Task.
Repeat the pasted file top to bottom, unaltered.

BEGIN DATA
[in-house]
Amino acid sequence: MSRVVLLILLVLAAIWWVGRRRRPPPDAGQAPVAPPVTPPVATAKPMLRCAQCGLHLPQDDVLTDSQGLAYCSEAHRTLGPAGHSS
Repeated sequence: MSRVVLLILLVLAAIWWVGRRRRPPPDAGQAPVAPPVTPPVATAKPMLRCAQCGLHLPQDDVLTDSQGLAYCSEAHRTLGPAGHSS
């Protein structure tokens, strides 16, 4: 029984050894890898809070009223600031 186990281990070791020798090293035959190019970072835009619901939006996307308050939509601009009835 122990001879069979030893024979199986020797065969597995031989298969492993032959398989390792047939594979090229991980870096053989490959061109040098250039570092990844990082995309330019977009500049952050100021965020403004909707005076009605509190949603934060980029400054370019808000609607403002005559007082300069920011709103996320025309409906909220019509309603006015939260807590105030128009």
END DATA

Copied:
[in-house]
Amino acid sequence: MSRVVLLILLVLAAIWWVGRRRRPPPDAGQAPVAPPVTPPVATAKPMLRCAQCGLHLPQDDVLTDSQGLAYCSEAHRTLGPAGHSS
Repeated sequence: MSRVVLLILLVLAAIWWVGRRRRPPPDAGQAPVAPPVTPPVATAKPMLRCAQCGLHLPQDDVLTDSQGLAYCSEAHRTLGPAGHSS
């Protein structure tokens, strides 16, 4: 029984050894890898809070009223600031 186990281990070791020798090293035959190019970072835009619901939006996307308050939509601009009835 122990001879069979030893024979199986020797065969597995031989298969492993032959398989390792047939594979090229991980870096053989490959061109040098250039570092990844990082995309330019977009500049952050100021965020403004909707005076009605509190949603934060980029400054370019808000609607403002005559007082300069920011709103996320025309409906909220019509309603006015939260807590105030128009």